Brazilian jiu-jitsu (/dʒuːˈdʒɪtsuː/; Portuguese: [ˈʒiw ˈʒit(i)su], [ˈʒu ˈʒit(i)su], [dʒiˈu dʒit(i)ˈsu]) (BJJ; Portuguese: jiu-jitsu brasileiro) is a martial art and combat sport system that focuses on grappling with particular emphasis on ground fighting. Brazilian Jiu-Jitsu was developed from Kodokan judo ground fighting (newaza) fundamentals that were taught by a number of Japanese individuals including Takeo Yano, Mitsuyo Maeda, Soshihiro Satake, and Isao Okano. Brazilian Jiu-Jitsu eventually came to be its own defined combat sport through the innovations, practices, and adaptation of judo.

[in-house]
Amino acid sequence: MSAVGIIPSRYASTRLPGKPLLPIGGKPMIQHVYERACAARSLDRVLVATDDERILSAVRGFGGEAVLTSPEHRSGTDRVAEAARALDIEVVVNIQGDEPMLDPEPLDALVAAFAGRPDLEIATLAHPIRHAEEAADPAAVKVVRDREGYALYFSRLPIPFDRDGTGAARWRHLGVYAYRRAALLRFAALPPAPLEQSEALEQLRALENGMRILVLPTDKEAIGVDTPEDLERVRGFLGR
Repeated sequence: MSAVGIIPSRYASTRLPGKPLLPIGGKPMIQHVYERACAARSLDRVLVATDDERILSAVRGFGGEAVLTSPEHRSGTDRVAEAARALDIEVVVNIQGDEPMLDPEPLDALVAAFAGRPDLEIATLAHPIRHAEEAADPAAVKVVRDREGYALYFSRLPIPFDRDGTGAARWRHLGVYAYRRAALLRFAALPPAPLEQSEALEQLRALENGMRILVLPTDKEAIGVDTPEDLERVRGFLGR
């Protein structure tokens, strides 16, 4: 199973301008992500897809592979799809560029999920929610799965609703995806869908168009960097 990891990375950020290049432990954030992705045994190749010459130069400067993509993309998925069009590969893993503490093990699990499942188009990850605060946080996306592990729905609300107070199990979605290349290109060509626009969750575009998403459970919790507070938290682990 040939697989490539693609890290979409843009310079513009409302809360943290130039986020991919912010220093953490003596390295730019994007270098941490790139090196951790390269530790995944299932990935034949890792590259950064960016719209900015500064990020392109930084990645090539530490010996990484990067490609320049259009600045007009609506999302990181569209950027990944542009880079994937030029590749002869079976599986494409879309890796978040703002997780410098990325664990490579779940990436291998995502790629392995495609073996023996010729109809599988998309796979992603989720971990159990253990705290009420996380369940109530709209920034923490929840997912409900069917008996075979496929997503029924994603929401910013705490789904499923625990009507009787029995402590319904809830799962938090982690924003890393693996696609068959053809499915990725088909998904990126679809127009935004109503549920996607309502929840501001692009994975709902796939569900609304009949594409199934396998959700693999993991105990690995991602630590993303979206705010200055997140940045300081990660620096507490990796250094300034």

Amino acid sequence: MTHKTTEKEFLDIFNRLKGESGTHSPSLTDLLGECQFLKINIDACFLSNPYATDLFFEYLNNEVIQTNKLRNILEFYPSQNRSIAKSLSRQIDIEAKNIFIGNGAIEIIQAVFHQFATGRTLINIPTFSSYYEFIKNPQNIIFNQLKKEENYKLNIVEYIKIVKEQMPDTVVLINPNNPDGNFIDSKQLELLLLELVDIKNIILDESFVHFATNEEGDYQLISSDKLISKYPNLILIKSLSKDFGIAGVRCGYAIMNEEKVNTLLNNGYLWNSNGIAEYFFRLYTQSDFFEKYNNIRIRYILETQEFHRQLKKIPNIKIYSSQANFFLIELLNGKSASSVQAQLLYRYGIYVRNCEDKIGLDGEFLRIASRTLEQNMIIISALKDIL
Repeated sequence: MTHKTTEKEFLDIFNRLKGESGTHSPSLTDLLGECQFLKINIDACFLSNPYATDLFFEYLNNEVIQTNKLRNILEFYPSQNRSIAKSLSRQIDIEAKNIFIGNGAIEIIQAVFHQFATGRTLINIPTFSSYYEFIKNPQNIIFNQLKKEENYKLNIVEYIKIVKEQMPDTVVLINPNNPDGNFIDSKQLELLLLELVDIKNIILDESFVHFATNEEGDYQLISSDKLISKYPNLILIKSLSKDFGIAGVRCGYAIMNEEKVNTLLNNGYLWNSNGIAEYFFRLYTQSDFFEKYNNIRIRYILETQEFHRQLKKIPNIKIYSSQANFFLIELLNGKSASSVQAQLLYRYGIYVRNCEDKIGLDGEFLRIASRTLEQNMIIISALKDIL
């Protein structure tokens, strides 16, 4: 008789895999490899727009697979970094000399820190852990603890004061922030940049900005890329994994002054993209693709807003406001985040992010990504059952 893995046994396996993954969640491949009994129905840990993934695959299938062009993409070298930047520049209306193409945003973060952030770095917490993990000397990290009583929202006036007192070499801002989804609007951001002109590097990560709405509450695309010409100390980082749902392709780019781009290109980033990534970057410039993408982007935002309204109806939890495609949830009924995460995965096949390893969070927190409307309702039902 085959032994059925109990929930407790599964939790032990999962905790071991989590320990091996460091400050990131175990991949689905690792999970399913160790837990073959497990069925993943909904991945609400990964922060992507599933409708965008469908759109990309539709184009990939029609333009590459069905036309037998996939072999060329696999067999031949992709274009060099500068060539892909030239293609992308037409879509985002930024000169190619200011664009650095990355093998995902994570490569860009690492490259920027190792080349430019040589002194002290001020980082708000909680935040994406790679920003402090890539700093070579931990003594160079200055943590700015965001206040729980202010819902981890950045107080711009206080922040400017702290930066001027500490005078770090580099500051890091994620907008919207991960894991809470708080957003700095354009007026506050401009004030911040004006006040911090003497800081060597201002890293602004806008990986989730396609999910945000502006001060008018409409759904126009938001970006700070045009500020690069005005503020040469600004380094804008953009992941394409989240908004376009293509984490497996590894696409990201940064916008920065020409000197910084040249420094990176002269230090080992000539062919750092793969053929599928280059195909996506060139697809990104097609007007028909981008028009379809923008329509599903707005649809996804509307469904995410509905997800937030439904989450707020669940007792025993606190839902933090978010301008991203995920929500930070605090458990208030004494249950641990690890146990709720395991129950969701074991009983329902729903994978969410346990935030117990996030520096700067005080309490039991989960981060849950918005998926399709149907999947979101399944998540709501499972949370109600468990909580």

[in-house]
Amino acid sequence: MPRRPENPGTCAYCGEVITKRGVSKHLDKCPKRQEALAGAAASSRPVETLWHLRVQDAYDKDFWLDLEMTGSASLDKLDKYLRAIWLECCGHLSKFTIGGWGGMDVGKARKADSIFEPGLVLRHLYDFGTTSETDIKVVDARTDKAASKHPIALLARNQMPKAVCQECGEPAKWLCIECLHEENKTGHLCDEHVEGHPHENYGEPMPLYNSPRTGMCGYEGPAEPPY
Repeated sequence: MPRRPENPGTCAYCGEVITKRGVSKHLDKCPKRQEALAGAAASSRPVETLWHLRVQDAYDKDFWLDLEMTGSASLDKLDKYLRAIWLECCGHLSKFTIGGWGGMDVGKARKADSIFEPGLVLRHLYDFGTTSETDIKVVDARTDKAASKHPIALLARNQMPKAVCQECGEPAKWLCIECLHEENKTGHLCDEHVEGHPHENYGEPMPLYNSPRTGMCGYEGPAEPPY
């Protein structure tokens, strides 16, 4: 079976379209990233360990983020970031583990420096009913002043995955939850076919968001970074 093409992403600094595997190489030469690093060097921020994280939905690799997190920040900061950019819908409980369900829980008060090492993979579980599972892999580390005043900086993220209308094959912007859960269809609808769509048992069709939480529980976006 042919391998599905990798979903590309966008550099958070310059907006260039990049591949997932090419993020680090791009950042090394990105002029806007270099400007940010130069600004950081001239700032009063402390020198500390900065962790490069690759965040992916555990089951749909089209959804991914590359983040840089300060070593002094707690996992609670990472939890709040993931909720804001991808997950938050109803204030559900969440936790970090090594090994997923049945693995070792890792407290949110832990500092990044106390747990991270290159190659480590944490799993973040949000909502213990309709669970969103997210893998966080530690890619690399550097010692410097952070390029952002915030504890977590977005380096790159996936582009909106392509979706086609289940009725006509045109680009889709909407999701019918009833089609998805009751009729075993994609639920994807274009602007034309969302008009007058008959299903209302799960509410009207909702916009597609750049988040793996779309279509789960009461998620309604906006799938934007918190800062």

BJJ is founded on the concept that a smaller, weaker person can successfully defend themselves against a bigger, stronger, heavier opponent by using technique, leverage, and most notably, taking the fight to the ground, and then applying joint locks and chokeholds to defeat the opponent. BJJ training can be used for sport grappling tournaments and in self-defense situations. Sparring (commonly referred to as “rolling” within the BJJ community) and live drilling play a major role in training and the practitioner’s development. BJJ is considered a martial art, a sport, a method for promoting physical fitness and building character, and a way of life.